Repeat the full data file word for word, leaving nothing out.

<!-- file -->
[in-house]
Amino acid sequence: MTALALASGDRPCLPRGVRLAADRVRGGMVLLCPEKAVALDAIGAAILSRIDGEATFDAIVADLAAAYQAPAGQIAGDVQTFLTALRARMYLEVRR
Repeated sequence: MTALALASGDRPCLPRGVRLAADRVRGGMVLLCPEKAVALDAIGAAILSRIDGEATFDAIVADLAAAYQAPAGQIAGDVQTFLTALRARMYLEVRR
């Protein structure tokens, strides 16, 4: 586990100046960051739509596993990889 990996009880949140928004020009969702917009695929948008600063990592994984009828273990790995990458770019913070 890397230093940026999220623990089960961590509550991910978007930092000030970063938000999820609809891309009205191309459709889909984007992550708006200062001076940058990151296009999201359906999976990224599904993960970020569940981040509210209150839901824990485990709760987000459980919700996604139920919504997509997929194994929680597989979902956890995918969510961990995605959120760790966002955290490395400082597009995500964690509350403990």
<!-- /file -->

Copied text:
[in-house]
Amino acid sequence: MTALALASGDRPCLPRGVRLAADRVRGGMVLLCPEKAVALDAIGAAILSRIDGEATFDAIVADLAAAYQAPAGQIAGDVQTFLTALRARMYLEVRR
Repeated sequence: MTALALASGDRPCLPRGVRLAADRVRGGMVLLCPEKAVALDAIGAAILSRIDGEATFDAIVADLAAAYQAPAGQIAGDVQTFLTALRARMYLEVRR
């Protein structure tokens, strides 16, 4: 586990100046960051739509596993990889 990996009880949140928004020009969702917009695929948008600063990592994984009828273990790995990458770019913070 890397230093940026999220623990089960961590509550991910978007930092000030970063938000999820609809891309009205191309459709889909984007992550708006200062001076940058990151296009999201359906999976990224599904993960970020569940981040509210209150839901824990485990709760987000459980919700996604139920919504997509997929194994929680597989979902956890995918969510961990995605959120760790966002955290490395400082597009995500964690509350403990």